Tips & Articles for Older Workers
A collection of relevant, current material from Operation A.B.L.E. chosen especially for visitors to our site.
Churchill Wasn’t ‘Over the Hill’ in 1940
March 2018 - Wall Street Journal
Op-ed by USC Leonard Davis School Distinguished Scholar in Residence Paul Irving
The Wall Street Journal published an op-ed by USC Leonard Davis School Distinguished Scholar in Residence Paul Irving on why Winston Churchill stands as an example against employers’ ageist assumptions about people being “over the hill.” “One fact often missed is that Churchill was 65 when his defining moment arrived. It came only because voters believe in second acts,” Irving wrote. (http://gero.usc.edu)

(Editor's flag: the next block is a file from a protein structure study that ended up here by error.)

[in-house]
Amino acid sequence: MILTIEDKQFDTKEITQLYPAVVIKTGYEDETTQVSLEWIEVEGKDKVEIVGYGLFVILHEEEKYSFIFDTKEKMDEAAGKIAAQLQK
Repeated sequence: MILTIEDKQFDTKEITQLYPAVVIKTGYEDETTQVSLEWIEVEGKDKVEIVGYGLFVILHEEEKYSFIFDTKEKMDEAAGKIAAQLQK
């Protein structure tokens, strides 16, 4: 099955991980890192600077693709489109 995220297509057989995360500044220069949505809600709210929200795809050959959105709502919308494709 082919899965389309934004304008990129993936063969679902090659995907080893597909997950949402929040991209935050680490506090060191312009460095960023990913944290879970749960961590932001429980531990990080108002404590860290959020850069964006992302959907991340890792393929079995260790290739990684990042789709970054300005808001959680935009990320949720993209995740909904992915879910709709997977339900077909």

Churchill's examples should prompt us to question ageist assumptions.
Gary Oldman's Oscar-nominated portrayal of Winston Churchill in "Darkest Hour" has kindled a re-examination of the British prime minister's leadership during the early days of World War II. One fact often missed is that Churchill was 65 when his defining moment arrived. It came only because voters believe in second acts... Too often, employees do not.
Read the entire op-ed here.
Original content found here.
No Boom Time for Boomers
January 2018 - Boston Business Journal
Older unemployed workers have not benefited as much as younger workers from the strong economy. And retraining programs are struggling to help the problem.
State employment numbers that older unemployed workers have not benefited as much as younger workers from the strong economy. And retraining programs are struggling to help the problem.